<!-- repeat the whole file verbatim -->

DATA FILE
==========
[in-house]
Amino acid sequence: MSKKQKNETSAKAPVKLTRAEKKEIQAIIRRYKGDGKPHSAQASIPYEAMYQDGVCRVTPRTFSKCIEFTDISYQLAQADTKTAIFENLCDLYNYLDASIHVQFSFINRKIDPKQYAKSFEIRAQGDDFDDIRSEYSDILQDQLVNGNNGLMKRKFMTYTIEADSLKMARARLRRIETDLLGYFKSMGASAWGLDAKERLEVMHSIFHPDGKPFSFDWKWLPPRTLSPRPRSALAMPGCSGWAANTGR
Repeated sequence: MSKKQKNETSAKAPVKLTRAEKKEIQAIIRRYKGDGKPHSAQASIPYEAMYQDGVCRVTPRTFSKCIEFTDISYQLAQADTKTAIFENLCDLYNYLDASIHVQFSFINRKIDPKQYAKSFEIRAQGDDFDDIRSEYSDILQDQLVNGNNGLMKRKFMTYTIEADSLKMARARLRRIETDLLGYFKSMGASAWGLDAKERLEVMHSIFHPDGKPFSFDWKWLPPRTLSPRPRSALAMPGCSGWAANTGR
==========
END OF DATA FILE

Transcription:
[in-house]
Amino acid sequence: MSKKQKNETSAKAPVKLTRAEKKEIQAIIRRYKGDGKPHSAQASIPYEAMYQDGVCRVTPRTFSKCIEFTDISYQLAQADTKTAIFENLCDLYNYLDASIHVQFSFINRKIDPKQYAKSFEIRAQGDDFDDIRSEYSDILQDQLVNGNNGLMKRKFMTYTIEADSLKMARARLRRIETDLLGYFKSMGASAWGLDAKERLEVMHSIFHPDGKPFSFDWKWLPPRTLSPRPRSALAMPGCSGWAANTGR
Repeated sequence: MSKKQKNETSAKAPVKLTRAEKKEIQAIIRRYKGDGKPHSAQASIPYEAMYQDGVCRVTPRTFSKCIEFTDISYQLAQADTKTAIFENLCDLYNYLDASIHVQFSFINRKIDPKQYAKSFEIRAQGDDFDDIRSEYSDILQDQLVNGNNGLMKRKFMTYTIEADSLKMARARLRRIETDLLGYFKSMGASAWGLDAKERLEVMHSIFHPDGKPFSFDWKWLPPRTLSPRPRSALAMPGCSGWAANTGR